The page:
1. Completion of the “A-G” high school courses, with a C or better, to qualify students for university admission (see Appendix F for an explanation of the A-G courses).

2. Enhancement of college and career awareness beginning in elementary school and expanding in high school and ROP (Regional Occupational Programs).

3. Outreach to parents through a family involvement website and increased efforts concerning requirements for high school graduation and college eligibility that begins in grade 6 (

4. Enhanced counseling through increased access to counselors beginning in middle school.

5. Mentorship through partnerships with community organizations beginning in middle school.

6. Strategies to develop early algebra readiness and completion, which represents one of the greatest barriers to high school completion and college readiness.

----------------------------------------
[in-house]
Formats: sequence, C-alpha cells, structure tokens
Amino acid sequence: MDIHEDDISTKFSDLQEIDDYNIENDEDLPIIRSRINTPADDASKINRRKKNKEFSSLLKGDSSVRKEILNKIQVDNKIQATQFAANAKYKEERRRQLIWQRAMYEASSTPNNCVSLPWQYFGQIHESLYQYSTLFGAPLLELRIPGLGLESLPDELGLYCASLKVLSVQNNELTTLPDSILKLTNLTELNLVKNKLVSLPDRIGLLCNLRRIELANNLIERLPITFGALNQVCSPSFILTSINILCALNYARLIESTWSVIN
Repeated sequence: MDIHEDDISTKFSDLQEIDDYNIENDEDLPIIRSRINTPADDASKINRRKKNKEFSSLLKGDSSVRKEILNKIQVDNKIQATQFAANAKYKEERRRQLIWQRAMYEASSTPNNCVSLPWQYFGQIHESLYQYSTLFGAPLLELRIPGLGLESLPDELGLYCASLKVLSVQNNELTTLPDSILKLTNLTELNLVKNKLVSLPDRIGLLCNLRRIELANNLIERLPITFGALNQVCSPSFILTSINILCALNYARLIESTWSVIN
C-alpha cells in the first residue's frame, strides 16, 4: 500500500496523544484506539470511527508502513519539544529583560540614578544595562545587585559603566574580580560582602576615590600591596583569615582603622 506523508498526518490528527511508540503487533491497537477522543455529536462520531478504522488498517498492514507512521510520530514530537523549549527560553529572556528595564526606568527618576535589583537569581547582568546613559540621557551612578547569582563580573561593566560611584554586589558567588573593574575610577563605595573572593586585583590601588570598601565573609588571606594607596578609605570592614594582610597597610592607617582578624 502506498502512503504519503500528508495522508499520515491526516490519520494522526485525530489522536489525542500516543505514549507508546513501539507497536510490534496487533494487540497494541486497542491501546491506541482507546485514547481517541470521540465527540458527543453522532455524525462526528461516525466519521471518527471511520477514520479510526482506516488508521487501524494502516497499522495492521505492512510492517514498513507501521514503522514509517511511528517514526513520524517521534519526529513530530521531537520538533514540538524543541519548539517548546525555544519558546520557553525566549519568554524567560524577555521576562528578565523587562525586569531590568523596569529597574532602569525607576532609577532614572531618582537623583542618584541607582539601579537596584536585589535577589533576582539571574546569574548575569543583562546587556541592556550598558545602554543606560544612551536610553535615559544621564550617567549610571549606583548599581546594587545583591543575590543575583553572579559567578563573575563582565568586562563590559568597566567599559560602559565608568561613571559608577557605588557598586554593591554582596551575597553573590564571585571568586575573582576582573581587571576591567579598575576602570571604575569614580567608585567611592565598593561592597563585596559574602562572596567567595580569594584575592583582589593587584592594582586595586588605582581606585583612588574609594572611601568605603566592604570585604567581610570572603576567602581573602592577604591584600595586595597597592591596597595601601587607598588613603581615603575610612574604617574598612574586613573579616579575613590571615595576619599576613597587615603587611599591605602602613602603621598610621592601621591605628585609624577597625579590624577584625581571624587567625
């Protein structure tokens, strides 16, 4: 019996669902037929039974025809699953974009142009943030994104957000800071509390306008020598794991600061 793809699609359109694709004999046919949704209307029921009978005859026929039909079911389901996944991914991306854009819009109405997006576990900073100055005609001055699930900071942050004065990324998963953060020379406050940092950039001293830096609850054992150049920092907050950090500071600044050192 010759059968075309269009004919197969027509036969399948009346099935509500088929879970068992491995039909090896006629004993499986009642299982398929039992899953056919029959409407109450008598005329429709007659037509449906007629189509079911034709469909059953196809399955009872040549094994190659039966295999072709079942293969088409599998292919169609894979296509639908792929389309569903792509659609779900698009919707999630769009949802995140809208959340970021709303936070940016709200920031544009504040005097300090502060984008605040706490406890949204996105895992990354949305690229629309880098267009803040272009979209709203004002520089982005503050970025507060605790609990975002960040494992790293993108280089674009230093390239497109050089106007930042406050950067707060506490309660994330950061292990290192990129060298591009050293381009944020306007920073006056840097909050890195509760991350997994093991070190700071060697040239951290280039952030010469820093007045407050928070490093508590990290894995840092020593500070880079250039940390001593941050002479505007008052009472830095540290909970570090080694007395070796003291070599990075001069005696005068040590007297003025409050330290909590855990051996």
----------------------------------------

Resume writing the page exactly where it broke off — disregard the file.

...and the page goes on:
7. Literacy development targeting reading, writing, speaking, and understanding English in addition to expanding academic vocabulary needed for success in math, science, history, and English.

8. Enhanced systemic and evaluated interventions to monitor and increase student retention, including more focused and intensive interventions based on need, summer school, and Saturday school programs.

9. Expansion of the Advancement via Individual Determination (AVID) program, which is a systemic district-wide elective class for 6th – 12th graders targeting college.

AVID’s mission is to ensure that all students, and most especially the least served students who are in the middle school

  • will succeed in a rigorous curriculum,

  • will complete a rigorous college preparatory path,

  • will enter mainstream activities of the school,

  • will increase their enrollment in four-year colleges, and